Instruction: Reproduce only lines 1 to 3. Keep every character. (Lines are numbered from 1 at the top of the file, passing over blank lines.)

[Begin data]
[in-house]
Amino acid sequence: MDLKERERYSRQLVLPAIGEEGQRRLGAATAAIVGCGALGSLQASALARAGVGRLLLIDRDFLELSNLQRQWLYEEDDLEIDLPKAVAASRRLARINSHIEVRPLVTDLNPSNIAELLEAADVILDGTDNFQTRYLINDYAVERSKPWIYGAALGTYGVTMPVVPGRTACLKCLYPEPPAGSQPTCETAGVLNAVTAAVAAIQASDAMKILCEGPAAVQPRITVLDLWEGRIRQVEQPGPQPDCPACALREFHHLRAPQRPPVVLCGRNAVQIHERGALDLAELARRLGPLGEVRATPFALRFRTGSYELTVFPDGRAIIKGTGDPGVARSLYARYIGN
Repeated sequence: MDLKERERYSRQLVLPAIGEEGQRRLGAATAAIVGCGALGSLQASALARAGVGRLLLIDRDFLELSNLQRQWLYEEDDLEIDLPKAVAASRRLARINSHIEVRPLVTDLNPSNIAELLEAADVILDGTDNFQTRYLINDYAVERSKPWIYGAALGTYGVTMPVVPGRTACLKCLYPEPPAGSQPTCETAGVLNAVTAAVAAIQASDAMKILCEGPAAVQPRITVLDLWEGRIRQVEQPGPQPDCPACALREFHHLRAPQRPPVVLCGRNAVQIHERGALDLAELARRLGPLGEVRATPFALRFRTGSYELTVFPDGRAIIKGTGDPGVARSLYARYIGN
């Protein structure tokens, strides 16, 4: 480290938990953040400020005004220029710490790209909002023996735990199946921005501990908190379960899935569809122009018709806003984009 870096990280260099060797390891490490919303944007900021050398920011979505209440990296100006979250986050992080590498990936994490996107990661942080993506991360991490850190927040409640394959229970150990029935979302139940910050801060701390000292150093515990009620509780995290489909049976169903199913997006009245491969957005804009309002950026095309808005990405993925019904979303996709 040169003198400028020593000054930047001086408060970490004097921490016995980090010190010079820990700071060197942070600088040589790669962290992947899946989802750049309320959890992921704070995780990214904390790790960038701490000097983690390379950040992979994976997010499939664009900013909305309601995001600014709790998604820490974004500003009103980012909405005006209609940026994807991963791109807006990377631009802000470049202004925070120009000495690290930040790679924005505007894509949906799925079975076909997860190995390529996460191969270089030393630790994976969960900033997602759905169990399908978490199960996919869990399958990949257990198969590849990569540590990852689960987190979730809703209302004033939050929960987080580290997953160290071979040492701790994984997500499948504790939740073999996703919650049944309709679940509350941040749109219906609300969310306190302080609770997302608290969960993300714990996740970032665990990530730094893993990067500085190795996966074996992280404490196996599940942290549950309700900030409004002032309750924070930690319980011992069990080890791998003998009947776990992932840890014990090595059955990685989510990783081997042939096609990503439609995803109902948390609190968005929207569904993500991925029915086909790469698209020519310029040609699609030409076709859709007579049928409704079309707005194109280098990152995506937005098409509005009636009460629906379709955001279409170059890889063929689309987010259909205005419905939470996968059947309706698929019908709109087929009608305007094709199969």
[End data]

[in-house]
Amino acid sequence: MDLKERERYSRQLVLPAIGEEGQRRLGAATAAIVGCGALGSLQASALARAGVGRLLLIDRDFLELSNLQRQWLYEEDDLEIDLPKAVAASRRLARINSHIEVRPLVTDLNPSNIAELLEAADVILDGTDNFQTRYLINDYAVERSKPWIYGAALGTYGVTMPVVPGRTACLKCLYPEPPAGSQPTCETAGVLNAVTAAVAAIQASDAMKILCEGPAAVQPRITVLDLWEGRIRQVEQPGPQPDCPACALREFHHLRAPQRPPVVLCGRNAVQIHERGALDLAELARRLGPLGEVRATPFALRFRTGSYELTVFPDGRAIIKGTGDPGVARSLYARYIGN
Repeated sequence: MDLKERERYSRQLVLPAIGEEGQRRLGAATAAIVGCGALGSLQASALARAGVGRLLLIDRDFLELSNLQRQWLYEEDDLEIDLPKAVAASRRLARINSHIEVRPLVTDLNPSNIAELLEAADVILDGTDNFQTRYLINDYAVERSKPWIYGAALGTYGVTMPVVPGRTACLKCLYPEPPAGSQPTCETAGVLNAVTAAVAAIQASDAMKILCEGPAAVQPRITVLDLWEGRIRQVEQPGPQPDCPACALREFHHLRAPQRPPVVLCGRNAVQIHERGALDLAELARRLGPLGEVRATPFALRFRTGSYELTVFPDGRAIIKGTGDPGVARSLYARYIGN